Today was an exercise in patience, and not like forcing my brain to control my mouth, but like lifting heavy objects to keep myself occupied, to thwart my anger. I don’t know what’s been happening lately, but little by little I’ve been losing my little girl and gaining a premature teenager, with all the angst and agita that comes with it. It all came to a head today.
We were at the hairdresser’s, who also happens to be a friend of mine, and all my ladies were there to get their hair washed and cut. Of course that means there are in-between times, when two out of the three are sitting there waiting. And you know how it is; the waiting turns to restlessness, the iPad gets taken away, and the real fun starts.
Lexi: But how come I’m the only one who gets my iPad taken?
Me: Because you’re the one who wouldn’t listen to your mother when she said it was your turn to get your hair cut.
Lexi: I was almost done!
Me: It doesn’t matter. It’s not about “almost.” It’s about doing what she says when she says it.
Lexi: I shouldn’t have to do what she said, what you say. I should be able to do what I want.
Me: We’re the adults. We’re in charge of you. You should listen to us when we tell you something.
Lexi: Why should I have to listen? I’m allowed to stand up for myself.
Heidi: This is not standing up for yourself. This is being rude and disrespectful. We’re your parents. When you get a job and pay your own way in this world then go ahead and make your own rules. These are our rules, and you will follow them.
Me: And you can cut it with the attitude. You’re not getting your iPad back right now. Be lucky your mother is letting you earn it back through good behavior. If it were up to me I would take it for the whole day.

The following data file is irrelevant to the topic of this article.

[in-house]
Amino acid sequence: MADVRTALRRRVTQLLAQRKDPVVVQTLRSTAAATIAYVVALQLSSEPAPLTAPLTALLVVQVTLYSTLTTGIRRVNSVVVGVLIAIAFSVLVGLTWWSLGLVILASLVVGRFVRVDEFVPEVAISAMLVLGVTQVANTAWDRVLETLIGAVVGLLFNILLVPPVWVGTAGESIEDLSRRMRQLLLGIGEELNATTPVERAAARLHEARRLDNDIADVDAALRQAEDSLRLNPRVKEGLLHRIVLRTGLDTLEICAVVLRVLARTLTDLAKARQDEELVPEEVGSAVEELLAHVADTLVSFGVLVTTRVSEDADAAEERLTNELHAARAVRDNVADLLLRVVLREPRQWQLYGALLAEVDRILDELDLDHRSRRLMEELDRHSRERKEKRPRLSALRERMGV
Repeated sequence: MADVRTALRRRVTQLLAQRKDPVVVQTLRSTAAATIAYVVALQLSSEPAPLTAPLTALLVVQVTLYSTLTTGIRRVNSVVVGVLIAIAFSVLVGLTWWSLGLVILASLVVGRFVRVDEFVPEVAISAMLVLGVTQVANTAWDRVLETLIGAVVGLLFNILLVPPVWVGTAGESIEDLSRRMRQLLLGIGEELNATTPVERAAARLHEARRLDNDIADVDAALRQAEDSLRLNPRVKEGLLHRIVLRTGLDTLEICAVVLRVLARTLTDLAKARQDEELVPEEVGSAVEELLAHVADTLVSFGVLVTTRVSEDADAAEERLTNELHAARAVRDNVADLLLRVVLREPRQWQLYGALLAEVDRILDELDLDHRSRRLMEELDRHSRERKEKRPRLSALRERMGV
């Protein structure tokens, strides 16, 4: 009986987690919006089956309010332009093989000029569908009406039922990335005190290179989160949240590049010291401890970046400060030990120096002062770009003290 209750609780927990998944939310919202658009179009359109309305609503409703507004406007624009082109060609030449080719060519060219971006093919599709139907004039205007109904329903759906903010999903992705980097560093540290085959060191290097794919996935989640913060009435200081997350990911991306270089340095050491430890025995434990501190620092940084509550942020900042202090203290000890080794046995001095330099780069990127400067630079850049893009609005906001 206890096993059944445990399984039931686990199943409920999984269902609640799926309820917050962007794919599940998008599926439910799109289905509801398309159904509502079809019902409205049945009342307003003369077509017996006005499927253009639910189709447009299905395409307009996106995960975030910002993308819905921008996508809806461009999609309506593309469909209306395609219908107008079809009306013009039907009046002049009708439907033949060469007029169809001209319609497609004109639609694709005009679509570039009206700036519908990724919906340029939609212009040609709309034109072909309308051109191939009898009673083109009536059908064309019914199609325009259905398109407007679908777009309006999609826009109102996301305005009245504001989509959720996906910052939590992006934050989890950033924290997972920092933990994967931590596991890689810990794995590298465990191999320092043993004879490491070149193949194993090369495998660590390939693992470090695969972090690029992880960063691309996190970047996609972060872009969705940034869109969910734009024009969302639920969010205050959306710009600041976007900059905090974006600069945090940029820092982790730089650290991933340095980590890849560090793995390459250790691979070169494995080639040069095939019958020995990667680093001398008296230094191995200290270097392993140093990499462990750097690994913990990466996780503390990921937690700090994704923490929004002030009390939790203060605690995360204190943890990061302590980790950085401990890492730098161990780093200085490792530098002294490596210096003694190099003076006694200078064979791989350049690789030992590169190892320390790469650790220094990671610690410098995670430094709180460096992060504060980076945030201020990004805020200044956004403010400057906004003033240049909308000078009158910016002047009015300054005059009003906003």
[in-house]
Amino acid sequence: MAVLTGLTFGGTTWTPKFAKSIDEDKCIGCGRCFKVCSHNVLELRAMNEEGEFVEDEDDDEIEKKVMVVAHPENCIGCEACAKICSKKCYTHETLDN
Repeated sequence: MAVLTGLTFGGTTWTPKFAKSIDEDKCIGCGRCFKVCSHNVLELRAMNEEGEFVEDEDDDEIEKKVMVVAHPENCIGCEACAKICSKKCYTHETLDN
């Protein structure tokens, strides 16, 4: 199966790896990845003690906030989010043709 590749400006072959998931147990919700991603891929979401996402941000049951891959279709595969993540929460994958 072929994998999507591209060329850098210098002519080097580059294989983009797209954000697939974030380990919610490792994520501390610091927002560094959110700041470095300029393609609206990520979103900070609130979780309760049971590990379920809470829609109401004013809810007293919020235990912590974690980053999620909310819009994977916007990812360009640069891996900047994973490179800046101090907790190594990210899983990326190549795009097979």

Lexi: But it’s myyyyy iPad.
Heidi: Actually, Alexa, did your money pay for it? Are you the one who worked hard all week to get a paycheck to purchase it?
Me: This is not about you being allowed to stand up for yourself. This is about us doing what’s best for you, as your parents. If you’re disrespectful you should have a loss of privilege. And you’re not making anything better for yourself with the way you’re acting right now.
Lexi: I just want to be able to make the decisions for myself.
Me: You’re nine years old. Maybe you think you’re going on 30, but you don’t want to force that time to pass. You want to enjoy being young because it only happens once. Do you know how many children don’t have what you have? And you’re so ungrateful for it that you’re going to pout because we took away your iPad?
Lexi: Well I can’t wait to be an adult so I don’t have to listen to anybody else.
Me: You always have to listen to other people, Lexi. That’s how your mother and I make decisions that are best for you and your sister. We listen to each other and we make decisions together… for your own good. And all we ask for in return is some appreciation for what we do for you. You’re being incredibly ungrateful right now.
Heidi: Take time and think about why what you did today was wrong, how it was disrespectful to your father and me, and to Miss Debbie and her hair salon. You won’t get your iPad back for the rest of the day, but be lucky you even have one to lose.
Me: You’ll understand one day. But until then you’ll have to work harder on being grateful and appreciating what you have. Otherwise you just won’t have as much anymore. There are so many things you have that you don’t need, that we give you because we’re kind and generous, because we want you to have opportunities to express yourself. But they’re not necessities, and if you don’t appreciate them you won’t keep getting them.
Heidi: And Lexi, if you act like that ever again we won’t go to the nice hairdresser who does a great job on your hair and doesn’t hurt you while doing it. I’ll keep bringing Madeline here and I can take you to someplace where somebody isn’t nice like that. Is that what you want?
Me: So how are you going to be?
Lexi: I’m going to be respectful of other people and their stuff.
Me: And you’re going to say it less sarcastically?
Me: I’ll take it.